– Police Federation statement
We welcome the decision by the CPS that there was insufficient evidence to show that the officer at the gate lied in his account and that there was insufficient evidence to show that Mr Mitchell was the victim of a conspiracy of misinformation.
We have always been concerned by the selected information that has been put into the public domain and it is noteworthy that the CPS came to its conclusions after reviewing all the evidence, including unedited CCTV footage from Downing Street.
The police officer charged over the 'Plebgate' affair allegedly sent an email to his MP over the incident but it is claimed he did not witness the exchange between Andrew Mitchell and Downing Street officers, the Crown Prosecution Service said.
A CPS statement said: "We have also received evidence in relation to PC Keith Wallis who sent an email to the deputy chief whip, John Randall who was his MP, saying that he had witnessed the incident.
"We have decided, having carefully considered the evidence in accordance with the Code for Crown Prosecutors, that there is sufficient evidence to charge PC Wallis with misconduct in a public office and that it is in the public interest to do so.
"I should make it clear the misconduct allegation relates to evidence that PC Wallis falsely claimed to have witnessed the incident, not to how the incident was described in his account.
"PC Keith Wallis has been charged and is required to attend Westminster Magistrates’ Court on 16 December 2013."
We have considered all of the evidence in this case, including previously unseen, unedited CCTV footage from Downing Street, not referred to by the media.
Taking it all into account, including the accounts of the officer at the gate of Downing Street and that of Andrew Mitchell MP before, during and after the incident, we have found that there is insufficient evidence to show that the officer at the gate lied in his account.
– Alison Saunders, Director of Public Prosecutions
The CPS has also found that there is insufficient evidence to show that Mr Mitchell was the victim of a conspiracy of misinformation.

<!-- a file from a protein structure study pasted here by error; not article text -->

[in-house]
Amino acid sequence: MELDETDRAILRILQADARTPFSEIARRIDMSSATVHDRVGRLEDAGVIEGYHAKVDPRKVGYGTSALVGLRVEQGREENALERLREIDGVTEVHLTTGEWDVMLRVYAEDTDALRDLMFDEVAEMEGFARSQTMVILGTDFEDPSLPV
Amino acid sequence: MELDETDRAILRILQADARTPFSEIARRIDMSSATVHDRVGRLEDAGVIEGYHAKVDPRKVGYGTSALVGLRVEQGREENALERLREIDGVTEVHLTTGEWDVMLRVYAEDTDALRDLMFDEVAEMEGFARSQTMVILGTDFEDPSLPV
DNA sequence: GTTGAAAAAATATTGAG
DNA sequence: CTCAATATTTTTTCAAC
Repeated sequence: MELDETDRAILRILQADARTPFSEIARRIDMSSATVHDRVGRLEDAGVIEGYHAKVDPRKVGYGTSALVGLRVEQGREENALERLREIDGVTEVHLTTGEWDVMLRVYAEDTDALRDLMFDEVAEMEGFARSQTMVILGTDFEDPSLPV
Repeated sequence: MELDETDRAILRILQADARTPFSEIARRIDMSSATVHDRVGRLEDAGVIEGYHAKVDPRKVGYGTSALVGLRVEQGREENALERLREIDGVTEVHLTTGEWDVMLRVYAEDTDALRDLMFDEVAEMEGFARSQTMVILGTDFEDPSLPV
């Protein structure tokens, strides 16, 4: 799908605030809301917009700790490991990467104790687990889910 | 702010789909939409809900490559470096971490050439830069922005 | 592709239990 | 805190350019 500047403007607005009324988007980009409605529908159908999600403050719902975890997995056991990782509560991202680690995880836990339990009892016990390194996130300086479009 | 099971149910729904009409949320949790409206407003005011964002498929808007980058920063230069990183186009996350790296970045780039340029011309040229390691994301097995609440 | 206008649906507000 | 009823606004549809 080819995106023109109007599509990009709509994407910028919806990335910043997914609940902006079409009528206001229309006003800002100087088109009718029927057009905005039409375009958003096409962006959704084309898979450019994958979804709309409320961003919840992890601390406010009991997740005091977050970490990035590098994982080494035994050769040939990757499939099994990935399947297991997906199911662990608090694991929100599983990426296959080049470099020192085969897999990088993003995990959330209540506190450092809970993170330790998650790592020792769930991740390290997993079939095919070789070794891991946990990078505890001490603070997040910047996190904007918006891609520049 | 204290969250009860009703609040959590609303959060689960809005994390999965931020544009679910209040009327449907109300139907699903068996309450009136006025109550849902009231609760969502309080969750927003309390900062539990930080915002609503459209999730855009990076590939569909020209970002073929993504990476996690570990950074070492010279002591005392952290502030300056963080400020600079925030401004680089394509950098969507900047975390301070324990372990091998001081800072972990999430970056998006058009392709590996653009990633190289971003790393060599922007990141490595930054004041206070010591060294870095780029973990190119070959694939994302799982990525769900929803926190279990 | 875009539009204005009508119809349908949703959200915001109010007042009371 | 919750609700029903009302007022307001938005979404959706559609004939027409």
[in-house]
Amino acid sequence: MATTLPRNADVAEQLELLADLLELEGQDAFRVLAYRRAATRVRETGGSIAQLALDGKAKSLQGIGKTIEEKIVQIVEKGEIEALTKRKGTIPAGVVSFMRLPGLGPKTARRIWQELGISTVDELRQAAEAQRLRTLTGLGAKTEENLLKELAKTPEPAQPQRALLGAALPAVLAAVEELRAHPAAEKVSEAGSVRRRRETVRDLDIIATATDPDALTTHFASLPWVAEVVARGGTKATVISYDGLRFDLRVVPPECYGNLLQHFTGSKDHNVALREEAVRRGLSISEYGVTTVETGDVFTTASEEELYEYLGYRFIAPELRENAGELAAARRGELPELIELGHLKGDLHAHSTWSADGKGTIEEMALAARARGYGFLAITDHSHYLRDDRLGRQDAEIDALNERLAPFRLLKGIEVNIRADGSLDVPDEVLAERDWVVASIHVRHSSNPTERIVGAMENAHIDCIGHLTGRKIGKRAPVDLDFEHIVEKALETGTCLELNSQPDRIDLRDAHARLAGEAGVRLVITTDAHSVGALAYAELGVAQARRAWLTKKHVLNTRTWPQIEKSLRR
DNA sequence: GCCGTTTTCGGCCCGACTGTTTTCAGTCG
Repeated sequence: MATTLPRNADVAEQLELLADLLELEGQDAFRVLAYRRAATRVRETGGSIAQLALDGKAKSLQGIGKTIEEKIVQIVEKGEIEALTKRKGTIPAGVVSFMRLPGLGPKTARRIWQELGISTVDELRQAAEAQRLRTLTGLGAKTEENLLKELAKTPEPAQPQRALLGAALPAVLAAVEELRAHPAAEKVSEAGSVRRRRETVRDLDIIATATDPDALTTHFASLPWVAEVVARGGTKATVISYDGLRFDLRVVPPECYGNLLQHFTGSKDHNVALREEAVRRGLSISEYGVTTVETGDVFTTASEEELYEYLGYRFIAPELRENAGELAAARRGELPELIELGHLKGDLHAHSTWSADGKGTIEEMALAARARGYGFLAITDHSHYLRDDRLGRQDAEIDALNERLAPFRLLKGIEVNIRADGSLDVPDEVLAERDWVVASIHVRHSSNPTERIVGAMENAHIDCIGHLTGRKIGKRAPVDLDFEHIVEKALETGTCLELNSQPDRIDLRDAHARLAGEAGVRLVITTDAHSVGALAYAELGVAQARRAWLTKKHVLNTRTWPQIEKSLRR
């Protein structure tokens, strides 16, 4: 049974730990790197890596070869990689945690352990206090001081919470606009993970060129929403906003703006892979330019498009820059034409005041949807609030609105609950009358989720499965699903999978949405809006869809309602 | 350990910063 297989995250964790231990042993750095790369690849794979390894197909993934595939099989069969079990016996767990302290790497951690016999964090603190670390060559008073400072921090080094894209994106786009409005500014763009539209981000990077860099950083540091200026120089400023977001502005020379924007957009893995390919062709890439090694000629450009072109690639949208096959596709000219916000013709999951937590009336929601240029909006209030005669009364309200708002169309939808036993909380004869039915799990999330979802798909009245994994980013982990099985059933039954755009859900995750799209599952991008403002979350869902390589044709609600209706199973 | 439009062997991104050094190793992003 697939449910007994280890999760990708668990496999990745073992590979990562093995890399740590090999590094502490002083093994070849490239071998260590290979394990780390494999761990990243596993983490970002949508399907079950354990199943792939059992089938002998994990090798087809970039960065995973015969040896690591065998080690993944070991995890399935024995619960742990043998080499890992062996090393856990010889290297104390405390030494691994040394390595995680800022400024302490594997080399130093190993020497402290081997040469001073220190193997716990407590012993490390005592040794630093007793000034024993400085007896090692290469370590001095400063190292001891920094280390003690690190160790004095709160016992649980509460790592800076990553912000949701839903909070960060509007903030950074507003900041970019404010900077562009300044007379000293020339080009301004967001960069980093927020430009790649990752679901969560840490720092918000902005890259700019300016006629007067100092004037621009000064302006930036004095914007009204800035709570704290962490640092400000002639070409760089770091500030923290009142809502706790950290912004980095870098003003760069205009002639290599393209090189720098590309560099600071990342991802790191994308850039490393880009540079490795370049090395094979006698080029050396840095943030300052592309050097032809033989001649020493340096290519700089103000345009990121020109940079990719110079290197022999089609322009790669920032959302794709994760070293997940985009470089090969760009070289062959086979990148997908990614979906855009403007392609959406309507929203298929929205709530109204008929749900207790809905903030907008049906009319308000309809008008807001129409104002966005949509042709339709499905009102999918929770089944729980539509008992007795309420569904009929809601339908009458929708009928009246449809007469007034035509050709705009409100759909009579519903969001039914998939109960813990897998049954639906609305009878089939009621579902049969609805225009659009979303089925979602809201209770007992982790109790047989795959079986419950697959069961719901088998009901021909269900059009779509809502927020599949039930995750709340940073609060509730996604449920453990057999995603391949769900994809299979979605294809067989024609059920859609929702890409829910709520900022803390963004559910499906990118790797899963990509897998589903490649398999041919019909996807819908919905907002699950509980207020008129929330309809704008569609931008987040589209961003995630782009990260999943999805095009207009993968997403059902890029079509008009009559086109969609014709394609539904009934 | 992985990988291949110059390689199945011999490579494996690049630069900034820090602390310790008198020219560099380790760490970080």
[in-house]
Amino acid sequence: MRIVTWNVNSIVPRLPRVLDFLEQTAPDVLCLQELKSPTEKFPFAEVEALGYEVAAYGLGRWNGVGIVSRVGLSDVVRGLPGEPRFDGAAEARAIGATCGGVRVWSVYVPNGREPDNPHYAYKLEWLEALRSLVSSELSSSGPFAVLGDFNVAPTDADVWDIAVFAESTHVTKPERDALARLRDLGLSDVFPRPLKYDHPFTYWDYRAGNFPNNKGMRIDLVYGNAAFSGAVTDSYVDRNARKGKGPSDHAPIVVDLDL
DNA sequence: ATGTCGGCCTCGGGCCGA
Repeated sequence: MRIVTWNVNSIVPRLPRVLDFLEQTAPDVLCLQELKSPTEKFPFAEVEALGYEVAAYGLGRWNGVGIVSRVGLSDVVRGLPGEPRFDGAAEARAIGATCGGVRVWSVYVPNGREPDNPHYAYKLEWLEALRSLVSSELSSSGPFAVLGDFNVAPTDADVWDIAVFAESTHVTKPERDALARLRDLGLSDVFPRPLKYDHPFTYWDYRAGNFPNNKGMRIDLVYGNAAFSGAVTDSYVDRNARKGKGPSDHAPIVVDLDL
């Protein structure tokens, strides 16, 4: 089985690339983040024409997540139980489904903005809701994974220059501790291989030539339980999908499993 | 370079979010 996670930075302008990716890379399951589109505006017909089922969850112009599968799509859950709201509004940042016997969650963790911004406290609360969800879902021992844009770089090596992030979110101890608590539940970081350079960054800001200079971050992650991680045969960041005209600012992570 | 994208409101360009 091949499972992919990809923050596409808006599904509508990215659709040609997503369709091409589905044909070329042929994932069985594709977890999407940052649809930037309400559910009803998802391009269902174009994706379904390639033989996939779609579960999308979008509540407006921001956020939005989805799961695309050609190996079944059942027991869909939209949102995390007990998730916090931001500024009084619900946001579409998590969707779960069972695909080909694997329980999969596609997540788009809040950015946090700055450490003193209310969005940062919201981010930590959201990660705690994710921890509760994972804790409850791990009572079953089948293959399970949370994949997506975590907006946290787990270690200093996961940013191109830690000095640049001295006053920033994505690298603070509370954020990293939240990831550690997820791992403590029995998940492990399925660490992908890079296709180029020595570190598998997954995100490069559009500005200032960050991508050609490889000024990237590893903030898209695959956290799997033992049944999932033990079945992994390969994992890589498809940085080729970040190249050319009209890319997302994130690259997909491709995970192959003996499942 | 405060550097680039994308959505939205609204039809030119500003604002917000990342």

With insufficient evidence to show that the officer at the gate lied in his account, we must consider other matters, as set out below, on that basis.
I have, however, authorised one officer to be charged with one count of misconduct in public office.
PC Keith Wallis has been charged with misconduct in public office over the Andrew Mitchell "plebgate" affair, the Crown Prosecution Service said.
Operation Alice: CPS authorises one officer to be charged with misconduct in public office http://t.co/WTTakJz3eI
The cost of the police investigation into the plebgate row now stands at nearly £250,000 after it rose by more than £10,000 in just over a month.
The Metropolitan Police has so far spent the money trying to work out what happened when the former chief whip and Sutton Coldfield MP, Andrew Mitchell, was accused of a foul-mouthed rant at officers outside Downing Street.
Mr Mitchell resigned from his post as chief whip in September 2012. It later transpired that police officers may have deliberately given false information to discredit him.
Detective Sergeant Stuart Hinton from Warwickshire has told MPs he was sorry for any distress caused to MP Andrew Mitchell and his family over Plebgate. A second officer Sergeant Chris Jones from the West Midlands force said he was unable to apologise for something he had not done.
Sgt Chris Jones was forced to reveal that 13 complaints had been made against him during his 28-year service, with none resulting in any misconduct proceedings.
The issue arose as the committee was questioning Sgt Jones for the second time after he failed to mention any disciplinary proceedings during his first appearance.
Sgt Jones also told the Home Affairs Select Committee that he did not feel responsible for any distress Andrew Mitchell or his family had been subjected to in the wake of the 'plebgate' scandal.
The second police officer to speak to the Home Affairs Select Committee has said he will not apologise.
Sgt Chris Jones said he "can't apologise for something I haven't done."
Sgt Jones was asked if he wished to apologise to Andrew Mitchell and his family for the distress they have suffered.
A Police officer involved in the so-called plebgate row has apologised to MPs for "inadvertent inaccuracies" in his last appearance at home select committee.
He said there was no intention to mislead the committee.
Detective Sergeant Stuart Hinton also apologised to the Home Secretary Theresa May for referring to her as "this woman" during the previous hearing.
The Labour shadow home secretary Yvette Cooper says the Commons home affairs select committee's "serious and troubling" report warrants an overhaul of police accountability standards following the plebgate affair.
– Yvette Cooper MP, shadow home secretary
Andrew Mitchell [Sutton Coldfield MP] has already waited too long for the result of these investigations and these events are casting a long shadow over the vital and much valued work police officers do across the country.